Here is a checklist to make sure everything is covered on your hay storage shed project for this hay season.
Open-front hay shed
There are certainly many benefits in having an open-front hay shed to store this season’s hay.
An open fronted configuration ensures the best protection possible for your hay, protecting it from weather damage and dry matter loss while also keeping the shed well ventilated. Open front hay sheds also allow for easy access to your hay to make testing the hay with a moisture probe very straightforward.
If your budget doesn’t suit a three-sided shed, provision can easily be made to clad a roof-only shed in the future.
The most cost-effective and practical bay spacing for hay sheds are between 8 metres and 8.5 metres. These allow three big square bales (or five round bales) to be stacked between each column.
The two options for cladding profile are the traditional corrugated iron and a more modern, squarer profile, Trimclad®. Both options Action offers are Australian-made product.
Trimclad®, also known as Sureclad® or Trimdek®, is more popular due to its more modern appearance.
Plumbing and gutter system
If you are investing in a new hay shed to protect your hay, it is important to get details like the guttering system right.
Installing Action’s Custom Gutter System on your hay shed allows downpipes to be plumbed to one end, rather than having downpipes down the face of each column. This system helps prevent downpipes being damaged and broken by loaders and telehandlers.
Opening a shed to the east is by far the most common choice because generally very little weather comes from the east.
An east-facing shed will result in some morning sun on the front of the shed, meaning that the pad will keep relatively dry, but for the remainder of the day the hay will be protected from the direct sunlight.
Preparing the shed site
The first step to proper site preparation is choosing the best location for your shed based on machinery access, exposure to the weather and other factors.
It is always best to prepare the pad for your shed prior to the shed being erected. It is very difficult to spread fill or gravel around the columns and under wall cladding after the shed is installed.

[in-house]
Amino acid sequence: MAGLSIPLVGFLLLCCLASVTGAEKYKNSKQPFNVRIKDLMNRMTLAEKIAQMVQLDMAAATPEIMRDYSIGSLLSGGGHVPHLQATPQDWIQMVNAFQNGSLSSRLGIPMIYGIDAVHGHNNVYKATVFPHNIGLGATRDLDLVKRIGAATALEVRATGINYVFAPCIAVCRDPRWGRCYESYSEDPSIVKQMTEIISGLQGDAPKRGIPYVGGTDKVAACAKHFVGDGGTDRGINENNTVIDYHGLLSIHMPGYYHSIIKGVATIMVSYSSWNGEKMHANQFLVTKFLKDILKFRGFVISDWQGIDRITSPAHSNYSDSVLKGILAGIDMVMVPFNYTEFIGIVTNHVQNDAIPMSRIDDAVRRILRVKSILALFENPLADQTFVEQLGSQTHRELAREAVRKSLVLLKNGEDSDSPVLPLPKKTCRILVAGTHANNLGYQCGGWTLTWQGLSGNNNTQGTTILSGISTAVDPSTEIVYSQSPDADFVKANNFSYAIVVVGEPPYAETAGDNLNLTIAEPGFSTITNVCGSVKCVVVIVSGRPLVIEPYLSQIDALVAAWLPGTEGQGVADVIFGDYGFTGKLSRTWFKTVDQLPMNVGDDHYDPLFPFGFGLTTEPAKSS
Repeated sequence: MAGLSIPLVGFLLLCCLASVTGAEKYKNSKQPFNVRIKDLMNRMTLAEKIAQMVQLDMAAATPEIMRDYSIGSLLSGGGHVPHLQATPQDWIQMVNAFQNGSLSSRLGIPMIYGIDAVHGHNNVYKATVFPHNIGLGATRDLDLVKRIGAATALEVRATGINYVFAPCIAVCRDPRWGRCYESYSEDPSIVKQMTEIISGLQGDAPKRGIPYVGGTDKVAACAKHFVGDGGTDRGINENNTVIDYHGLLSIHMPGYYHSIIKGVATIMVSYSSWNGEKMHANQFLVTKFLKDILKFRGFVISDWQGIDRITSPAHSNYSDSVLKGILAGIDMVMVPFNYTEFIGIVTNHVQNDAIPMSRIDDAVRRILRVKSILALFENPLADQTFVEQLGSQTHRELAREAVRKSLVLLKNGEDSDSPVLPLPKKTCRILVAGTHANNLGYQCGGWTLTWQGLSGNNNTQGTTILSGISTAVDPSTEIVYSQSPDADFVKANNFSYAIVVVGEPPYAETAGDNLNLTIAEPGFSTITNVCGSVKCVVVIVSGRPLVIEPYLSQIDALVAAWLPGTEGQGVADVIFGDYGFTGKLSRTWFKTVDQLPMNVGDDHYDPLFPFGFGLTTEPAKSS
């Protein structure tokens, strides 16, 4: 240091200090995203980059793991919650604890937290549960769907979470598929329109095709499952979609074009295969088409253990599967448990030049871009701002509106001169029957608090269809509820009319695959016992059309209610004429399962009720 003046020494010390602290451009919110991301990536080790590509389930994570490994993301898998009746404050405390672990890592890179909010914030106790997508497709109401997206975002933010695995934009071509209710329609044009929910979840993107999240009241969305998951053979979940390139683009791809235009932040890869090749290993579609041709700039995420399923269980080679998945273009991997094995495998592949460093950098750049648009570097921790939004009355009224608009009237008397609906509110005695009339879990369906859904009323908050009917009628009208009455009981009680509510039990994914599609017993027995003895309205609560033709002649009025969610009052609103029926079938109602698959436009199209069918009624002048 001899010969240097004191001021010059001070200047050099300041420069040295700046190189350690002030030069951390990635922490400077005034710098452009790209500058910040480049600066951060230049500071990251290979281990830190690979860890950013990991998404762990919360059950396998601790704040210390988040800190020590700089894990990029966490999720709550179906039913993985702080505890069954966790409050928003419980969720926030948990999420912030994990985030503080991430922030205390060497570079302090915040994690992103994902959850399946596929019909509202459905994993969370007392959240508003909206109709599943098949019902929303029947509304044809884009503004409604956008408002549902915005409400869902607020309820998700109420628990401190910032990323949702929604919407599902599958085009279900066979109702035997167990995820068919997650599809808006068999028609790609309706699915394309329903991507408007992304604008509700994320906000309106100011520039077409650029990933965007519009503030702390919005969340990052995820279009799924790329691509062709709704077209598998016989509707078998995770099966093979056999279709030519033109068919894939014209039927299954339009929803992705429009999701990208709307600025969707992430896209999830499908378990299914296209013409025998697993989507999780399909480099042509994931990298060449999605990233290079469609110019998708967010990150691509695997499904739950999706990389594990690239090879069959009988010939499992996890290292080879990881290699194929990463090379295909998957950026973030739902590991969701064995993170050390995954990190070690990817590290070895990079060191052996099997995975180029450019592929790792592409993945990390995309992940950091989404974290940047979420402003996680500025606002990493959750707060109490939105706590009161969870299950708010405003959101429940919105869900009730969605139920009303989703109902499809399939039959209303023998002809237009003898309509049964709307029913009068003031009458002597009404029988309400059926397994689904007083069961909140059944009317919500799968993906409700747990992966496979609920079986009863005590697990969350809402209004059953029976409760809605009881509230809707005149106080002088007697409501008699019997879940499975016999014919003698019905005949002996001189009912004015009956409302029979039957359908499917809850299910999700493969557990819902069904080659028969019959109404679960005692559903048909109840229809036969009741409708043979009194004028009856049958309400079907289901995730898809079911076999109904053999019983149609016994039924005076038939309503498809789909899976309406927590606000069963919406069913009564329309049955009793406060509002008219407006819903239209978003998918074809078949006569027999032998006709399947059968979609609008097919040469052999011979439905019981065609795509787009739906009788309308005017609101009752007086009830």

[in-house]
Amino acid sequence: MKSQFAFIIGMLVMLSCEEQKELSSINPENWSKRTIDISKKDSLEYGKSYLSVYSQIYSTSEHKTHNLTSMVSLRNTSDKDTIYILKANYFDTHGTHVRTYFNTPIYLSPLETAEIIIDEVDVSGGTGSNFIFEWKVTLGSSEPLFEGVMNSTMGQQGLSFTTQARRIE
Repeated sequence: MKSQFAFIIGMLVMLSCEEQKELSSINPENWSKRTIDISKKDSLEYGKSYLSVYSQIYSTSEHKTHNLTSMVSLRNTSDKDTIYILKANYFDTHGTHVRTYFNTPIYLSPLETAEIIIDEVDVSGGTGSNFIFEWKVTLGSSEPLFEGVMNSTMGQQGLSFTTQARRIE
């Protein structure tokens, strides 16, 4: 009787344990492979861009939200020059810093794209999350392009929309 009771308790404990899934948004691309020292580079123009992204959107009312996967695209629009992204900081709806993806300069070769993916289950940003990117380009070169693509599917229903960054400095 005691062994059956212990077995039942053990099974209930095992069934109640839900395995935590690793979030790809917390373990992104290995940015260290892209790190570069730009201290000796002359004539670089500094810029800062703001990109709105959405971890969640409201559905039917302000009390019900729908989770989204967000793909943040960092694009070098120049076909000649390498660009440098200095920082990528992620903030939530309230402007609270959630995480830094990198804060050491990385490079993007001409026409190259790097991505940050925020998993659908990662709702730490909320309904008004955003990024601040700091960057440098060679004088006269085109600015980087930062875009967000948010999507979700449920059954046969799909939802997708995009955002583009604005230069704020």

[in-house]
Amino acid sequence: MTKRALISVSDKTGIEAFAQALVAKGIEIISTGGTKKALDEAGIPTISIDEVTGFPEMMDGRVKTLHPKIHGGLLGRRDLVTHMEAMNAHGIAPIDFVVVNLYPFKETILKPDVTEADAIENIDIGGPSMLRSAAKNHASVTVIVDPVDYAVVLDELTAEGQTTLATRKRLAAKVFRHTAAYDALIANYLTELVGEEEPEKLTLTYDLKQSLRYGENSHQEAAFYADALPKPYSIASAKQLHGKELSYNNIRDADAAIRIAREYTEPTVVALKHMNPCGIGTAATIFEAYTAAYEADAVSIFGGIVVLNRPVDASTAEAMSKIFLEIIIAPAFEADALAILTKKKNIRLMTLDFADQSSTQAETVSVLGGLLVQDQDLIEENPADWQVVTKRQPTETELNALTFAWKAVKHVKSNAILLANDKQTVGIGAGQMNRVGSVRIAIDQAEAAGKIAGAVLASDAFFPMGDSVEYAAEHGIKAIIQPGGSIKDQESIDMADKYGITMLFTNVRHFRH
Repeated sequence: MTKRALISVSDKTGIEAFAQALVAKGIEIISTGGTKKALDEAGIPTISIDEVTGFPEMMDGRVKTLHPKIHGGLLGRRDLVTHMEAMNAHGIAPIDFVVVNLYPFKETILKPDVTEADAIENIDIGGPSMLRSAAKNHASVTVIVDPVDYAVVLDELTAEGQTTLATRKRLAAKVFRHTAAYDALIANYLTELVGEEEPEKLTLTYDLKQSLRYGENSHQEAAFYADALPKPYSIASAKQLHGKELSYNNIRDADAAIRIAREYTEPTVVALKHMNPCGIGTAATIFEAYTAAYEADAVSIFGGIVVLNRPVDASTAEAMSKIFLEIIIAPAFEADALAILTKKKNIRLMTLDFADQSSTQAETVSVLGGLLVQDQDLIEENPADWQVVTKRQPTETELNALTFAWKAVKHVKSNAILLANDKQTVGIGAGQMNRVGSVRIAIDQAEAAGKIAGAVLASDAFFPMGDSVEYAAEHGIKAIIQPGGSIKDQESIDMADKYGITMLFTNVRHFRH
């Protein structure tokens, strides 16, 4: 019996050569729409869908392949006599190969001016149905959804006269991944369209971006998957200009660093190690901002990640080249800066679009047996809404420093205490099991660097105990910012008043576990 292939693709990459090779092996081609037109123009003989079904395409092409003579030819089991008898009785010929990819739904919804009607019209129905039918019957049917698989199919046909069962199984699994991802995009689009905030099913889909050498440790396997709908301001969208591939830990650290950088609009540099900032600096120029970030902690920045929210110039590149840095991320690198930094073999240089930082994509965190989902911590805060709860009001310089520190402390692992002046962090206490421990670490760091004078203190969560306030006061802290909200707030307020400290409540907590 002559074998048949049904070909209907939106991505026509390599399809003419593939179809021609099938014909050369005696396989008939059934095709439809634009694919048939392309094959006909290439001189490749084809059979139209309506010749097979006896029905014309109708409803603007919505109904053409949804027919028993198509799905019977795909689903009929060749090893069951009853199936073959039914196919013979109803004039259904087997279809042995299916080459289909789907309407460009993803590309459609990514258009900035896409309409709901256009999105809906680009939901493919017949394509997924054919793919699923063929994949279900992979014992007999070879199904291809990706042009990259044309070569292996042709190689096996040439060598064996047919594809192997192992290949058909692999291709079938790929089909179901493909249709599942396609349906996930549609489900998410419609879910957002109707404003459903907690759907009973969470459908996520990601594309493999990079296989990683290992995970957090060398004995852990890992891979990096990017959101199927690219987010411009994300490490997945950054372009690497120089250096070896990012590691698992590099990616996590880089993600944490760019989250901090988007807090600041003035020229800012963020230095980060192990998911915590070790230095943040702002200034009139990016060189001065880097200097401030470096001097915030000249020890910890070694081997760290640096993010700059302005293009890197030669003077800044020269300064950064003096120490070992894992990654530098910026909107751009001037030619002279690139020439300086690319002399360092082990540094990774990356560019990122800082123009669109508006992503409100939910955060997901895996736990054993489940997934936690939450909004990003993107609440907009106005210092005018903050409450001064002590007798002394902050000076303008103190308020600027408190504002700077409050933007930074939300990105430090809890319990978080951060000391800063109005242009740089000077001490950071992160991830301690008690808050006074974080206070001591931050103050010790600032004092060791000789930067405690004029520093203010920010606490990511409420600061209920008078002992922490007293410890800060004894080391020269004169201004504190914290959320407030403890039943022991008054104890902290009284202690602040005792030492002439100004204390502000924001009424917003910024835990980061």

Allow the site to consolidate for a few weeks prior to shed installation and fill in any low spots that may appear and ensure that the site is as level as possible.
Minimising the risk of fire
When planning your hay shed project keep the fire risk in mind and ideally keep hay sheds and major building spaced as far apart as possible to prevent the spread of fire.
Dry grass and flammable materials should be kept to a minimum around the hay shed – and never allow smoking in or near the shed.
Council requirements and approvals
As a general rule, all rural sheds including hay sheds are subject to some sort of approval.
Being Registered Builders, the team at Action can look after the whole permit process for you.
Your hay shed will also need to comply with fire design requirements.
Instant asset write-off
A primary producer can claim a deduction of the full cost of a fodder storage asset provided they meet the requirements e.g., the shed is mainly used to store fodder.
Insure your new hay shed
It always pays to keep your insurance policies up to date, and we often advise clients to have their insurance policies in place as soon as the shed is delivered – before it is erected.
We hope this checklist is a helpful resource for you as you plan your hay storage. If you would like more tips and suggestions, speak to one of our building consultants who will be happy to help.